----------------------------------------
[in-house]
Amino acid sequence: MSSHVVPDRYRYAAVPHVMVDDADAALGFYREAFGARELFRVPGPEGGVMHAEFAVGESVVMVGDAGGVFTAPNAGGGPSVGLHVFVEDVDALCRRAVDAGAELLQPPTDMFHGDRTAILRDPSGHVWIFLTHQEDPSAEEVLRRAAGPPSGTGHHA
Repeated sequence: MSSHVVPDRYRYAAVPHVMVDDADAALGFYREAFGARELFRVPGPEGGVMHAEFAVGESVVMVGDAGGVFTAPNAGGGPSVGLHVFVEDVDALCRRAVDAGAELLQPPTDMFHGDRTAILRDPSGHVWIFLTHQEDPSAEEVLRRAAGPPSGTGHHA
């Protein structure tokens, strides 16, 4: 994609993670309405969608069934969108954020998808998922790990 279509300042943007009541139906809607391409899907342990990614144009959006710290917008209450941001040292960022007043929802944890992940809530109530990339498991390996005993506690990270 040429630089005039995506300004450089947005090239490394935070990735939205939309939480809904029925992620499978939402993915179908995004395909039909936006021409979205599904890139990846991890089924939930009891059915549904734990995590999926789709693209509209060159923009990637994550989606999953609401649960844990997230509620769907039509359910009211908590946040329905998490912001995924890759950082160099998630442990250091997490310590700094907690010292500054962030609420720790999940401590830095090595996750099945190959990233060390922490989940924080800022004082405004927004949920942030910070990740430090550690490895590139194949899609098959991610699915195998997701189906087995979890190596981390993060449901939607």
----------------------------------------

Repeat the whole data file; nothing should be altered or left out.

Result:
[in-house]
Amino acid sequence: MSSHVVPDRYRYAAVPHVMVDDADAALGFYREAFGARELFRVPGPEGGVMHAEFAVGESVVMVGDAGGVFTAPNAGGGPSVGLHVFVEDVDALCRRAVDAGAELLQPPTDMFHGDRTAILRDPSGHVWIFLTHQEDPSAEEVLRRAAGPPSGTGHHA
Repeated sequence: MSSHVVPDRYRYAAVPHVMVDDADAALGFYREAFGARELFRVPGPEGGVMHAEFAVGESVVMVGDAGGVFTAPNAGGGPSVGLHVFVEDVDALCRRAVDAGAELLQPPTDMFHGDRTAILRDPSGHVWIFLTHQEDPSAEEVLRRAAGPPSGTGHHA
């Protein structure tokens, strides 16, 4: 994609993670309405969608069934969108954020998808998922790990 279509300042943007009541139906809607391409899907342990990614144009959006710290917008209450941001040292960022007043929802944890992940809530109530990339498991390996005993506690990270 040429630089005039995506300004450089947005090239490394935070990735939205939309939480809904029925992620499978939402993915179908995004395909039909936006021409979205599904890139990846991890089924939930009891059915549904734990995590999926789709693209509209060159923009990637994550989606999953609401649960844990997230509620769907039509359910009211908590946040329905998490912001995924890759950082160099998630442990250091997490310590700094907690010292500054962030609420720790999940401590830095090595996750099945190959990233060390922490989940924080800022004082405004927004949920942030910070990740430090550690490895590139194949899609098959991610699915195998997701189906087995979890190596981390993060449901939607």